This is a newer term and is simply a spear phishing attack targeting senior executives, the whales. Whaling may resemble spear phishing or social engineering but is distinguished by who in the organization it goes after. Executives may need some extra training to spot these types of attacks and they certainly require some added protection from technology solutions that can prevent incidents before they occur. If you are protected from spear phishing, you can assume you are also protected from Whaling.
What is an example of Whaling?
A whaling example from 2016 involves the high profile social media networking company Snap, known for its popular Snapchat app. Digital Guardian offered this summary of the attack.
In early 2016, the social media app Snapchat fell victim to a whaling attack when a high-ranking employee was emailed by a cybercriminal impersonating the CEO and was fooled into revealing employee payroll information.
A 2015 attack targeted Mattel, the world-famous manufacturer of Barbie and other toys. CBS News reported:
“The email seemed unremarkable: a routine request by Mattel’s chief executive for a new vendor payment to China…The finance executive who got the note was naturally eager to please her new boss. She double-checked protocol. Fund transfers required approval from two high-ranking managers. She qualified and so did the CEO…Satisfied, the executive wired over $3 million to the Bank of Wenzhou, in China. Hours later, she mentioned the payment to Sinclair. But he hadn’t made any such request.”
What is Social Engineering?
While phishing schemes typically rely on email, attachments and webpages to capture private data, social engineering might use these, the phone or any number of different methods. Social engineering involves psychologically manipulating people into divulging information or taking inappropriate actions. Very often victims have no idea they have done something wrong until the fraud is later exposed. Like spear phishing, social engineering attacks are highly targeted on a small number of potential victims.
What are some examples of Social Engineering Attacks?
A USA Today article outlines a social engineering attack technique used in 2016 in a recent article.
“In one of the more recent incarnations of this scam, the criminals posing as lawyers contact targeted company executives claiming that they are handling important, confidential or extremely time-sensitive matters and use psychological pressure to trick the company executive into wiring the funds to the scammers.”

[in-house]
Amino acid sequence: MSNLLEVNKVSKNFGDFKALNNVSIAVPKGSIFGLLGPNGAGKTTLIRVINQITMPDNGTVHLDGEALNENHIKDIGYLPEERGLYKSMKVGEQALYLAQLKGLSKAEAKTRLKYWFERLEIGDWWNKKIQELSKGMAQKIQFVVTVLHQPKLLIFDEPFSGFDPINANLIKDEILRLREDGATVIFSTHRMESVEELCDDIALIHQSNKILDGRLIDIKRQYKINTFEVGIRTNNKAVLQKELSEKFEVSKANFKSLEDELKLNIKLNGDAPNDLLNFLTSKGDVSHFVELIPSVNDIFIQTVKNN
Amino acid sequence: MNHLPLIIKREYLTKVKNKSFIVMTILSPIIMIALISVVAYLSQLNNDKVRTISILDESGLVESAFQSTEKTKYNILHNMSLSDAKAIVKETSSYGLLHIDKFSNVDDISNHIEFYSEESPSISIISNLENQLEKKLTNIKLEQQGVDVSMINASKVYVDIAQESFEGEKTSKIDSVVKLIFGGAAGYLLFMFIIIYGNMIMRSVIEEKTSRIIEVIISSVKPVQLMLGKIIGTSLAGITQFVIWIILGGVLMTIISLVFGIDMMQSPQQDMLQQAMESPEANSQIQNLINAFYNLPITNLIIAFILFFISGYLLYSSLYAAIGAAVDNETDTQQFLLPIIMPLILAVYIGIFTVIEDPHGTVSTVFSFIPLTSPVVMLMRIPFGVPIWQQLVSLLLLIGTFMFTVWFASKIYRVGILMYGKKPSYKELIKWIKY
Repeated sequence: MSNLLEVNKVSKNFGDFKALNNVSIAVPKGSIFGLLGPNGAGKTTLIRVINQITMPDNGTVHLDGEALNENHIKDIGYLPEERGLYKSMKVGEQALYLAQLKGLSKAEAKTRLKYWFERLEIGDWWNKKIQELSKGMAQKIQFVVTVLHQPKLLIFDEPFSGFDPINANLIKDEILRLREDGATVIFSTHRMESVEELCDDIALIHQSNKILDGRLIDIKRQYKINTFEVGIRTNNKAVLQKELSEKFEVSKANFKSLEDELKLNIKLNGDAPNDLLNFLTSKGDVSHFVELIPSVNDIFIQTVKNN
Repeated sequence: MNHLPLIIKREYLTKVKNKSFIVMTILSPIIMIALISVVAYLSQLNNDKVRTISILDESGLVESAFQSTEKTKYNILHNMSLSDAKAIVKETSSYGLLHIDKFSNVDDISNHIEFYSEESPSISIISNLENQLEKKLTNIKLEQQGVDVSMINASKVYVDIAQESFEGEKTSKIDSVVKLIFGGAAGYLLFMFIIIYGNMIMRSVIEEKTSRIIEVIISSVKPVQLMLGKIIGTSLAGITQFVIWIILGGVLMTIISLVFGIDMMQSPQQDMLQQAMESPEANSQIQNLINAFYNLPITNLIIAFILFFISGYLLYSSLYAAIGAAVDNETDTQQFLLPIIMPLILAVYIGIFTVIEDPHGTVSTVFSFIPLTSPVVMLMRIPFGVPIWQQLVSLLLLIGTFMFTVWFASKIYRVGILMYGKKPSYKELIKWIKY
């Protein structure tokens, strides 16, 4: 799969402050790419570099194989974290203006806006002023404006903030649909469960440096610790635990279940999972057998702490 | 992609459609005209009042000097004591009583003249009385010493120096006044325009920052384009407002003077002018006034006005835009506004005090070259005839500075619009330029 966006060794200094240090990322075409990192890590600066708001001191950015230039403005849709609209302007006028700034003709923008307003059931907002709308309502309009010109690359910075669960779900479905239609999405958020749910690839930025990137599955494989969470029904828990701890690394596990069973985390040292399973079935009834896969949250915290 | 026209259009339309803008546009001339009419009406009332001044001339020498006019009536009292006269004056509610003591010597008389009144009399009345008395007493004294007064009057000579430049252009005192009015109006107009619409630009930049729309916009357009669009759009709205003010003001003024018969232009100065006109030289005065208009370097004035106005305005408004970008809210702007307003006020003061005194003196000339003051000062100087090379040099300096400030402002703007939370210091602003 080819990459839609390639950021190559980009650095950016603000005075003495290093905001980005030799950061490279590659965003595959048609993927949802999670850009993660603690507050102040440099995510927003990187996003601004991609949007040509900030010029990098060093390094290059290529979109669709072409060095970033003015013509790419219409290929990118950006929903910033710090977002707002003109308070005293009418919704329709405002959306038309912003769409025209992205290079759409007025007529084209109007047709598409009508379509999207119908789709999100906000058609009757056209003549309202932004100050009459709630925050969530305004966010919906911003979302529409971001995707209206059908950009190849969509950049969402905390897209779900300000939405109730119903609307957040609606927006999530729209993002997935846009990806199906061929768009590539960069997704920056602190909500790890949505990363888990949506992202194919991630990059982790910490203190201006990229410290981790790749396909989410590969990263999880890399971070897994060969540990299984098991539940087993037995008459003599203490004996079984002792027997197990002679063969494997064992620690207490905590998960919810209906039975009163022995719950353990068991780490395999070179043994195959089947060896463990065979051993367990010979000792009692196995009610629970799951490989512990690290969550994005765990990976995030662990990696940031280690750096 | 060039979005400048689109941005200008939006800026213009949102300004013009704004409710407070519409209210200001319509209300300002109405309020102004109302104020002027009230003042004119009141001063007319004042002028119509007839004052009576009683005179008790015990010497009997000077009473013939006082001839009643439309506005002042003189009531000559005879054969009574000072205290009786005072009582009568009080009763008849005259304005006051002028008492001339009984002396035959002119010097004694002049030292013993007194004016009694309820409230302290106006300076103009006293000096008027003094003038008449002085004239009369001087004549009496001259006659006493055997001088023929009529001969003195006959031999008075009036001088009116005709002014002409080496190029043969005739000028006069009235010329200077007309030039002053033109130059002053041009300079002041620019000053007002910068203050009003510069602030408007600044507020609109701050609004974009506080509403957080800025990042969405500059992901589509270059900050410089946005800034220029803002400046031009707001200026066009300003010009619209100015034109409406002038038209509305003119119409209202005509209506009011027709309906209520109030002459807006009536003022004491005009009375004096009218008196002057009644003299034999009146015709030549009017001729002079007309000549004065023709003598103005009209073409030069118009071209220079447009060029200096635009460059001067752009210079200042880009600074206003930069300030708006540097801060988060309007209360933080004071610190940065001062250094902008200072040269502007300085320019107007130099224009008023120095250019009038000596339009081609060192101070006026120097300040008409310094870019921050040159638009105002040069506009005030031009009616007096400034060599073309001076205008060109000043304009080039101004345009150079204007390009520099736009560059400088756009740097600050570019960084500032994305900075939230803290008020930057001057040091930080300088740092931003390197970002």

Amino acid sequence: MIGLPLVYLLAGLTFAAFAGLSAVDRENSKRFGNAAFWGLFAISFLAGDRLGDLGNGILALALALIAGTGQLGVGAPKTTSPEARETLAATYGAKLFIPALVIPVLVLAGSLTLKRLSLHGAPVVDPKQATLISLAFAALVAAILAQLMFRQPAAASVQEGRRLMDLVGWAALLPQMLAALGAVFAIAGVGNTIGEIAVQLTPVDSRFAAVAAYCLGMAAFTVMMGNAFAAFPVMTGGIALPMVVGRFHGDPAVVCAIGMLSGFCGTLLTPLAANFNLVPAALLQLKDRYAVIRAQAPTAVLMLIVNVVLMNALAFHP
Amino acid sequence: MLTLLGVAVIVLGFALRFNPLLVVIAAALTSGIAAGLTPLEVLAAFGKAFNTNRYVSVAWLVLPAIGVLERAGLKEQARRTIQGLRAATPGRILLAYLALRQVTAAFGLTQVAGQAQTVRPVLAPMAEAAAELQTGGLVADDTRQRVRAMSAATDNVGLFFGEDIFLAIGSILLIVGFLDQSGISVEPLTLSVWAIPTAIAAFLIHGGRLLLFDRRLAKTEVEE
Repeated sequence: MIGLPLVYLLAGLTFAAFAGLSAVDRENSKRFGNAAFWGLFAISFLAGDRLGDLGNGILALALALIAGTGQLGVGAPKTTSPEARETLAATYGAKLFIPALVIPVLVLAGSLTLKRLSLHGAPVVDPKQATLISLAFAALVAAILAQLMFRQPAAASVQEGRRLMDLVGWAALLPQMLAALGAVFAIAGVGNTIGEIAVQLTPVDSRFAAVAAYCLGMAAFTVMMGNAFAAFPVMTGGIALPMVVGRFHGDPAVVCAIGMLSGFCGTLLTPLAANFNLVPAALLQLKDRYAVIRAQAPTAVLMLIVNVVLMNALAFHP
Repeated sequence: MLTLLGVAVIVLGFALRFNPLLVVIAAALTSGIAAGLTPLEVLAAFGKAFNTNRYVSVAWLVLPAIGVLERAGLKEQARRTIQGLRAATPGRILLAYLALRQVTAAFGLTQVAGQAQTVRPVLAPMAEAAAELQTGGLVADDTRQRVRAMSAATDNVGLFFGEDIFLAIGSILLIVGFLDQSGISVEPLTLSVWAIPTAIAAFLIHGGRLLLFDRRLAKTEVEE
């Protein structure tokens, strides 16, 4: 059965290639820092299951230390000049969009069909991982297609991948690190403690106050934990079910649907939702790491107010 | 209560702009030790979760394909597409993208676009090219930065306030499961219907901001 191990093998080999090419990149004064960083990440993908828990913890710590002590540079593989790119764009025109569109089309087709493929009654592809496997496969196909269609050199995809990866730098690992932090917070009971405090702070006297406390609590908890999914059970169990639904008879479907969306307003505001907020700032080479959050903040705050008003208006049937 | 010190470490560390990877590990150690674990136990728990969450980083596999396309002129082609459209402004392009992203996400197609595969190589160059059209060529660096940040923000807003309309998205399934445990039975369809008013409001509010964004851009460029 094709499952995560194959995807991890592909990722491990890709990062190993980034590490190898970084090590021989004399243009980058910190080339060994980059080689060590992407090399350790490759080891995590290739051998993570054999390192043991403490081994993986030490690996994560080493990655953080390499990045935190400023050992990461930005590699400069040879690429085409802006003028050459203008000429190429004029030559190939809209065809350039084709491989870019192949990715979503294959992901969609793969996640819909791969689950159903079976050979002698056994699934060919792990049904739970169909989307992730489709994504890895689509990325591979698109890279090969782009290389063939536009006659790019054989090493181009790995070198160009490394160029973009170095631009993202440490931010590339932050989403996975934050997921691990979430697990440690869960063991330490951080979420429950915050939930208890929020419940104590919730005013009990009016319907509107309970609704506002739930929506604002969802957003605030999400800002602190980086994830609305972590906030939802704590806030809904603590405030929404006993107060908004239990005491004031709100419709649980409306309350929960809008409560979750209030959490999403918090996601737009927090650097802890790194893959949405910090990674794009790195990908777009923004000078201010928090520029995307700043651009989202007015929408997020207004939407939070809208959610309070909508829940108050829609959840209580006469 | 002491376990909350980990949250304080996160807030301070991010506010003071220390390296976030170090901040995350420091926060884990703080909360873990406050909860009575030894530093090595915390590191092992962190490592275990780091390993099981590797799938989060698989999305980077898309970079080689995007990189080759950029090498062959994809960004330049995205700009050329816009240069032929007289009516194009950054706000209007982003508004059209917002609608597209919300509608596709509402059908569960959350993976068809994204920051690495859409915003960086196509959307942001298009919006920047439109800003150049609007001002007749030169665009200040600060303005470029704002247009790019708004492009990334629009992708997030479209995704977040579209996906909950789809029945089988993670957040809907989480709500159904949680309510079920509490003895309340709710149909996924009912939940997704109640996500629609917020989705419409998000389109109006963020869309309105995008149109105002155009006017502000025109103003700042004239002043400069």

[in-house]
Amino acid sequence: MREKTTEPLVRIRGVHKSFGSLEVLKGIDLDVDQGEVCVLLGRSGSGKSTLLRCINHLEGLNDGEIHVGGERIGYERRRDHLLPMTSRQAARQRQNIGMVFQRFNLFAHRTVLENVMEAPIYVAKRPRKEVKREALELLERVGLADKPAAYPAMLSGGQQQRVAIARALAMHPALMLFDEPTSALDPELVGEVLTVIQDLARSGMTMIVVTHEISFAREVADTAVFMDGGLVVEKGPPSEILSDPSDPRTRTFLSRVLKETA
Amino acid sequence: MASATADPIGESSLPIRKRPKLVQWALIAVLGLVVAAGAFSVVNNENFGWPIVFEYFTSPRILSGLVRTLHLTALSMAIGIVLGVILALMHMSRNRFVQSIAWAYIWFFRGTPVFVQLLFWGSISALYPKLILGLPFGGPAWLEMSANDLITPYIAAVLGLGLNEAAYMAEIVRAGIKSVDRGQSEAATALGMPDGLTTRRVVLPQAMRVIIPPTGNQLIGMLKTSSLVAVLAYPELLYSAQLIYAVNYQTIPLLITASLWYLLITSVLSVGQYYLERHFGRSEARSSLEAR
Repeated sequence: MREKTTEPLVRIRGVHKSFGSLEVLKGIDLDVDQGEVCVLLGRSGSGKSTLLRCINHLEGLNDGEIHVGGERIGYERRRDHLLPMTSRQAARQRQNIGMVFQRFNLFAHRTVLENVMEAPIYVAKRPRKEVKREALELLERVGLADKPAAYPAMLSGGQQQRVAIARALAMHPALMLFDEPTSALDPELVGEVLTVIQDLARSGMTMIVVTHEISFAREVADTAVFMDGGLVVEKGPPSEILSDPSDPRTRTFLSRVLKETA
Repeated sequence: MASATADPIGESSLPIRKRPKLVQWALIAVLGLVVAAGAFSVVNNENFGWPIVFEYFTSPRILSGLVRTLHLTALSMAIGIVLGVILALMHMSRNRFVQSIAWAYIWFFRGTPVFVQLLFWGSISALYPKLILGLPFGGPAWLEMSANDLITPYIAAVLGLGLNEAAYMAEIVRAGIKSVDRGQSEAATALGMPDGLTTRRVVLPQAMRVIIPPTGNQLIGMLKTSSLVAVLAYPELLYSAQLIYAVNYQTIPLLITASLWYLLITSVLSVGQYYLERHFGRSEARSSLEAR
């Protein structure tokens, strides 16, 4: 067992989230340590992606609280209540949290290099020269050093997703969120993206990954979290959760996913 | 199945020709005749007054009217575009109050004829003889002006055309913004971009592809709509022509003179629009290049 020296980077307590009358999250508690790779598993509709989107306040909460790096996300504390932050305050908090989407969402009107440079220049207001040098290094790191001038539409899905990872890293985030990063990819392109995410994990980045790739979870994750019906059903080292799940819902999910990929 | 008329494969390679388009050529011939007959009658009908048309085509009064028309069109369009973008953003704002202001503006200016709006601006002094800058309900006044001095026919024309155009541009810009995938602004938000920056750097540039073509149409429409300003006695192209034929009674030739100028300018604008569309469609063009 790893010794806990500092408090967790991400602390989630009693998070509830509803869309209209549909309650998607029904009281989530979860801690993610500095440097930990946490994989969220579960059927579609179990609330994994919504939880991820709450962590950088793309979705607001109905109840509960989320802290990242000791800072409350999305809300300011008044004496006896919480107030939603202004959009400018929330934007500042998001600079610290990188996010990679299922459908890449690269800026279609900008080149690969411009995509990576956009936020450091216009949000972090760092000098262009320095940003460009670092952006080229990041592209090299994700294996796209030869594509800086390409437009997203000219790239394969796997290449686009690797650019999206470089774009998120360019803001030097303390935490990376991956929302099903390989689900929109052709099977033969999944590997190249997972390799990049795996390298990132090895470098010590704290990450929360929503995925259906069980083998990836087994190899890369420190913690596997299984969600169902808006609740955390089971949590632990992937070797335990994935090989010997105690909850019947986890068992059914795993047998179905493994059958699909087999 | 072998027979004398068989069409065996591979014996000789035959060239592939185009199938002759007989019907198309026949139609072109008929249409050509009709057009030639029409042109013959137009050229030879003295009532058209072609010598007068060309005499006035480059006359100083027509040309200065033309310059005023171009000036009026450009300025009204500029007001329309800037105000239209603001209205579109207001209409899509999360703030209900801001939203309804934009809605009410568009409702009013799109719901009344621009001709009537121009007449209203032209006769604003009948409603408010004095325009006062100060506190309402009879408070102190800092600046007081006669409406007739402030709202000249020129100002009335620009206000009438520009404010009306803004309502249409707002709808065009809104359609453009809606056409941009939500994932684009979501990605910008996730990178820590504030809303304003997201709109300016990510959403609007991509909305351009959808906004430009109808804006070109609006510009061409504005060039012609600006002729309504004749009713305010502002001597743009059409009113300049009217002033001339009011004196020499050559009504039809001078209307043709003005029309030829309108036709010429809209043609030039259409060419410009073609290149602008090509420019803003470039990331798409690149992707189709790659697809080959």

Another example comes courtesy of Smartfile. It outlines an attack on the FBI using a simple social engineering technique initiated through a telephone call.
“’So, I called [the helpdesk] up, told them I was new and I didn’t understand how to get past [the portal],’ the hacker told Motherboard. ‘They asked if I had a token code, I said no, they said that’s fine—just use our one. I clicked on it and I had full access to the computer.’
“Soon after that, 20,000 FBI and 9,000 Department of Homeland Security records were released to the public. The hacker accessed employees’ names and even credit card information. Using the IBM 2015 cost per record breach standard ($170 per record based on malicious activity), that’s nearly $5 million dollars lost during a 2-minute phone conversation. It was probably higher, given the amount of credit card data and the as-yet-unknown implications of the national security data that was accessed.”
What is Common Across these Attacks?
All of these techniques can lead to account credentials compromise, use of malicious links or malware as part of the attacks. Many information security breaches involve multiple tools techniques and procedures (TTP) as the industry saying goes. But, most of them start with a simple email. Phishing, spear phishing, whaling and social engineering are typically used as points of entry to initiate an attack or as points of escalation to more easily access valuable information or execute more damaging actions.
They also all involve breach techniques that your best intrusion prevention and endpoint detection systems cannot deter. Your employees are letting these people in through your front door. Sometimes, your employees are unwittingly doing the stealing on the criminal’s behalf.
Graphus Helps You Measure Trust and Prevent Compromise
Graphus has figured out a way to stop nearly all of these attacks by identifying known markers of deception AND building a graph of trusted relationships between your employees and the outside world. This goes well beyond email security provided by Google or anti-phishing training. Both of these solutions help, but let far too many attacks go through. An ISMG report suggests that 65% of all social engineering attacks are successfully bypassing these traditional defenses. Using graph theory along with machine learning and big data algorithms enables Graphus to eliminate more than 99% of all spear phishing and social engineering attacks.